Though I would have had the nose of the tank modified to accept a docking port/airlock pod for the workers.

        The downside would be that most of the work would be done by the equivalent of space hard hats which would piss off the astronaut corps to no end and the big two aerospace giants would lose hundreds of billions.

        1. The external/upper stage tanks were not fit-for-purpose to be used as a space station once empty. The modules of the ISS are designed with a whole pile of insulation and shielding as well as a human-rated pressure vessel.

          the tanks were just that, a tank. It may have been a pressure vessel but there was barely thermal insulation, just enough to try and keep icing at bay during tanking and launch, certainly not sufficient to keep micrometeoroids at bay for an extended period of time.

          Realistically, I think SpaceX will have the BFR stack ready for cargo (at least) by the time NASA/Roscosmos are ready to start launching modules into lunar orbit, and knowing that I think the near 9M diameter payload size will come into play for a much roomier and cheaper lunar space station. the SLS is just too much pork to really be cost effective for anything

      1. One of the reasons most proposals have been to build a station on the surface of mars rather than the surface of the moon, has been the fact that on mars it’s easier to acquire the base chemicals for life support and fuel. It’s also a little more protected.

  2. Elon Musk just presented a timeline for going to Mars in his recent presentation at the International Astronautic Conference (it’s on YT – worth to watch). He plans to go there quite soon with his ‘BFR’, a mega rocket which will be propelled by compressed cow farts, if I understood correctly. SpaceX is planning exploratory Mars missions for 2022 and manned missions for 2024. If that ambitious timeline works out, we don’t have to wait too long until we see manned missions going further in the solar system. I wish him sincerely good luck!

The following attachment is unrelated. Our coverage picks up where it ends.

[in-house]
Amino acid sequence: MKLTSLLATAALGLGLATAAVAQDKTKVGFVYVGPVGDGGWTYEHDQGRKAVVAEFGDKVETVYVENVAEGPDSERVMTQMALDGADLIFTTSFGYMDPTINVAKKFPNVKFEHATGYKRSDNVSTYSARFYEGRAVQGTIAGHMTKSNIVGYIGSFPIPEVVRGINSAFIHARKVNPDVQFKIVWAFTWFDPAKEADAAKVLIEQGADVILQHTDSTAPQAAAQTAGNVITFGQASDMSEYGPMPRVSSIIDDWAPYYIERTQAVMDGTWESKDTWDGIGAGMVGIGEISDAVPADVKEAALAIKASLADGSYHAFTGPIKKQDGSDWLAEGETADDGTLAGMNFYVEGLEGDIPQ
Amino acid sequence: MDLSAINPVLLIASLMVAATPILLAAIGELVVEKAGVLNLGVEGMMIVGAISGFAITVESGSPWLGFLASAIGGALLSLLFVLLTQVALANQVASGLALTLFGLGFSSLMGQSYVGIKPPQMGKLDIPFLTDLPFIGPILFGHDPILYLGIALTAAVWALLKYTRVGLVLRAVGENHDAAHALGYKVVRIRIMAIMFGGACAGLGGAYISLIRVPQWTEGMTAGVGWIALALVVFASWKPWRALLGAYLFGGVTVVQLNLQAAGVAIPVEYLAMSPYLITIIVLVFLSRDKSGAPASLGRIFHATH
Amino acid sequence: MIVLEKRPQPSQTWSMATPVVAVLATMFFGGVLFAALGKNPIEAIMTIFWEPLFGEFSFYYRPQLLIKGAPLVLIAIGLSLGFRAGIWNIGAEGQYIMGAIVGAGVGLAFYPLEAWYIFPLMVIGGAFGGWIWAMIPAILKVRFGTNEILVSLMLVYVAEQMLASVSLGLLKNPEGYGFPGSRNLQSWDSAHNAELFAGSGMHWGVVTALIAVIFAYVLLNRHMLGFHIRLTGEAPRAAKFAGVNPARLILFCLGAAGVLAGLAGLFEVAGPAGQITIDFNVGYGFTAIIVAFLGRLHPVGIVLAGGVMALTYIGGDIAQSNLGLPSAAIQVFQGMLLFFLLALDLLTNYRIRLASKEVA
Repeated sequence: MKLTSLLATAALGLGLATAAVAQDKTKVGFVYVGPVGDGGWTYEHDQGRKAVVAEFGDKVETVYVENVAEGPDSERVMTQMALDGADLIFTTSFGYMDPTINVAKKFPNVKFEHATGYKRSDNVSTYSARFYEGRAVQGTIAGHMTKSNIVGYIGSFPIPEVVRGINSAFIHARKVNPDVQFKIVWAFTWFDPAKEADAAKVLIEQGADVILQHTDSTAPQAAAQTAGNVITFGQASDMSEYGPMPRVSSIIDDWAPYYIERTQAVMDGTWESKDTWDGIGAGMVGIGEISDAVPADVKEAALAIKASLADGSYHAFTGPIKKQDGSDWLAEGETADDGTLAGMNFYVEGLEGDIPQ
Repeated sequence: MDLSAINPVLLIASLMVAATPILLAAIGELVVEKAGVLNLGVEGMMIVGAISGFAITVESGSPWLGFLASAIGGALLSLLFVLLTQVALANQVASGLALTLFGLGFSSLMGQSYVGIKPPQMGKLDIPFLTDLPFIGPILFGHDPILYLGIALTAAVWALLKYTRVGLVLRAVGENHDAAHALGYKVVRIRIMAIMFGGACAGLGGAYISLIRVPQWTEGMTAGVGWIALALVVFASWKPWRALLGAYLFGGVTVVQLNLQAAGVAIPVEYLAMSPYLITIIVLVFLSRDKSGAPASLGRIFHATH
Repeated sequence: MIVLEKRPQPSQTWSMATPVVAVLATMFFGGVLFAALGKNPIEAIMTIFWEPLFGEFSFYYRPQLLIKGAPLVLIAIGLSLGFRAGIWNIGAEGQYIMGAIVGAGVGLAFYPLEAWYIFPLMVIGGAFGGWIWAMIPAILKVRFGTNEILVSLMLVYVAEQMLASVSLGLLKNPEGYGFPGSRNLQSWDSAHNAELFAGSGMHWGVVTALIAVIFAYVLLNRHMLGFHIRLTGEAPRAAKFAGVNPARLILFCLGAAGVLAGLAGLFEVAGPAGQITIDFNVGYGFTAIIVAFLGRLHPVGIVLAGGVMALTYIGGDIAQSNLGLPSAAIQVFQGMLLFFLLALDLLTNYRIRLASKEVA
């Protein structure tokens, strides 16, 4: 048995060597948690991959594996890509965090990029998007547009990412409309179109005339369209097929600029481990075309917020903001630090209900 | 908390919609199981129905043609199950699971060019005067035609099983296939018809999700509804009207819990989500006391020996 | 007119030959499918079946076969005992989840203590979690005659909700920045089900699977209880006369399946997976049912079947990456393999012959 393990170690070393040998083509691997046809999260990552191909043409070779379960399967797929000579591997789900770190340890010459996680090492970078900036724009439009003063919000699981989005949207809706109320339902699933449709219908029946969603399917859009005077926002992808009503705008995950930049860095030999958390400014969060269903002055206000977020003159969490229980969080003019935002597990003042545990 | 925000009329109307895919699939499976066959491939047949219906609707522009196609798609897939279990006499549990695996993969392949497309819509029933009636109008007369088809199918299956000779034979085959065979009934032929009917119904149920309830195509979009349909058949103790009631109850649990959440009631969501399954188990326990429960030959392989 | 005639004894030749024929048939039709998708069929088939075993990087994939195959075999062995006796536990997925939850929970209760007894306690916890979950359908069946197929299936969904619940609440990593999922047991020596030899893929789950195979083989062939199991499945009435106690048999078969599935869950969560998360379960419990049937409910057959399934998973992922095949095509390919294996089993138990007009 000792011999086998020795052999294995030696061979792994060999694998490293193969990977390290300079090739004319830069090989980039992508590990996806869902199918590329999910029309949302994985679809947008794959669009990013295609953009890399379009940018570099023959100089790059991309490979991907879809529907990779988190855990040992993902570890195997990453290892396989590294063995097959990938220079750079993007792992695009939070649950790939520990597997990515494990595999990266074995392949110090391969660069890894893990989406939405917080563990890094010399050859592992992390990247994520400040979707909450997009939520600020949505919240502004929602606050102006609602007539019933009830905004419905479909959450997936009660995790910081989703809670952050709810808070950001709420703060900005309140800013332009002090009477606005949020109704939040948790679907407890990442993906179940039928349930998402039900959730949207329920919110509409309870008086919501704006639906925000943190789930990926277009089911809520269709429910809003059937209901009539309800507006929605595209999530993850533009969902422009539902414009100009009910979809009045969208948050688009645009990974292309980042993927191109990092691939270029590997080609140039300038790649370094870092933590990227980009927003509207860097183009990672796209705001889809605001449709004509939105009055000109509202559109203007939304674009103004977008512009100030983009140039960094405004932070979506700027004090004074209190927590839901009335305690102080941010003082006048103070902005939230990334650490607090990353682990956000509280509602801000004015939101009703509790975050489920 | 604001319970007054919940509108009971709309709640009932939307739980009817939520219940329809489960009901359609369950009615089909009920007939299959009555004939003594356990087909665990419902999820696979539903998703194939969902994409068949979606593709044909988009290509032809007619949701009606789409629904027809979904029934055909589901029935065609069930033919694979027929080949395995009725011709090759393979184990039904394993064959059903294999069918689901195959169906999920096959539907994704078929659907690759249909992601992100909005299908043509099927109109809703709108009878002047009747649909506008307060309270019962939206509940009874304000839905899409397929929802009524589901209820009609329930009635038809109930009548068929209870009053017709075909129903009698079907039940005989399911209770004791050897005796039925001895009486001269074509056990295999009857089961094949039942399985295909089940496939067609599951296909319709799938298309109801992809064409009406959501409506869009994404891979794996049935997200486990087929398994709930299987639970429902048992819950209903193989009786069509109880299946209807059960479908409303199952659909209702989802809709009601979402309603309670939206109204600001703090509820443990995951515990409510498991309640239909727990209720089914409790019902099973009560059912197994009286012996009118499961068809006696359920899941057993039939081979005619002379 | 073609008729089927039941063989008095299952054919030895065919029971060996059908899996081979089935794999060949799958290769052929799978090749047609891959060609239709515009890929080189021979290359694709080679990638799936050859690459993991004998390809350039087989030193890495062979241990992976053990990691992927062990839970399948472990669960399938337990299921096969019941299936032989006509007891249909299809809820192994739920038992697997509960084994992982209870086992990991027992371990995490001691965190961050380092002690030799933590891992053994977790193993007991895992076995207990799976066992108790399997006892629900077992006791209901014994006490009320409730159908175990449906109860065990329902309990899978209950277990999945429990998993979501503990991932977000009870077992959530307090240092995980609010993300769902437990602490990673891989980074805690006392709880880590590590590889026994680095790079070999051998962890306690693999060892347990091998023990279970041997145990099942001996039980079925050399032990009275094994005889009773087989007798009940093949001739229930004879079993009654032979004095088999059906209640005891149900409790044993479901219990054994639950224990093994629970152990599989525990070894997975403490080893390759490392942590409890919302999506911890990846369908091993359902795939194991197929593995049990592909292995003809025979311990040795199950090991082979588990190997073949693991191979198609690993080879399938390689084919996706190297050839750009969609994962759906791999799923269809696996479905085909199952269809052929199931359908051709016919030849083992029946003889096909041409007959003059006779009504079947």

1. Also, this process would be easily used on earth to make all BFR launches carbon neutral… Or if you wanna set up some elaborate methane capture systems around cattle farms to harvest the farts then it can be carbon negative and eligible for carbon credits in an emissions trading scheme

  3. The cheapest way to go would be simply to launch several modular booster rocket pods that could propel the ISS to 25,000 mph escape velocity on a trajectory toward lunar orbit. Rockets would also be required to establish a lunar orbit for the ISS. The expensive part would be the re-supply missions and astronaut replacement flights. More modules could be flown into lunar orbit over time to enhance/update the ISS. I do not see this happening any time soon.

    1. This is really only cheaper in the long run, and I think it’s really only good for a very temporary solution.

      Only problem I can see is the age of the ISS and the fact that it’s be far outside it’s normal resupply range.

      You can’t replace EVERYTHING on board the ISS, so eventually something’s going to be too old to fly. You might get away with swapping old modules out, but pretty soon it’s a rebuild job and you might as well have started with longer-lived modules.

      The ISS’ systems are also made to be closer to earth, so stuff is probably designed with more frequent resupplies (or easier emergency resupplies) in mind. I’d also think that the level of shielding on the ISS might not be sufficient, being that far from earth’s protective magnetic field, no longer nestled in low earth orbit.

      What I can see this plan being useful for, however, is to ship the ISS out there with the idea that it’ll only last a few months, then get impacted into the moon. It’s probably easier to build a new station on the end of another one with existing maneuvering, livable space, and power. And at this point we’re pretty sure I think that nothing’s living on the moon, so it might be palatable to allow the risk of contamination of the lunar surface via what’s left of the ISS.

    2. ISS as built is completely unsuitable for the radiation environment in lunar orbit; it would either need to be heavily modified to shield people and electronics, or lightly modified to shield electronics (or replace them with more resistant electronics) and rotate astronauts much more frequently. Neither one strikes me as a cheaper solution, long-term, than designing and building a new space station specifically for lunar orbit.

  4. Why?

    My understanding is that the moon’s gravity is much “lumpier” than Earth due to it’s density varying more by location. As a result things that orbit the moon burn through their fuel much quicker than things in Earth orbit just to maintain. Constantly resupplying fuel to lunar orbit is going to be expensive. Might it be better to just build a base on the surface of the moon itself?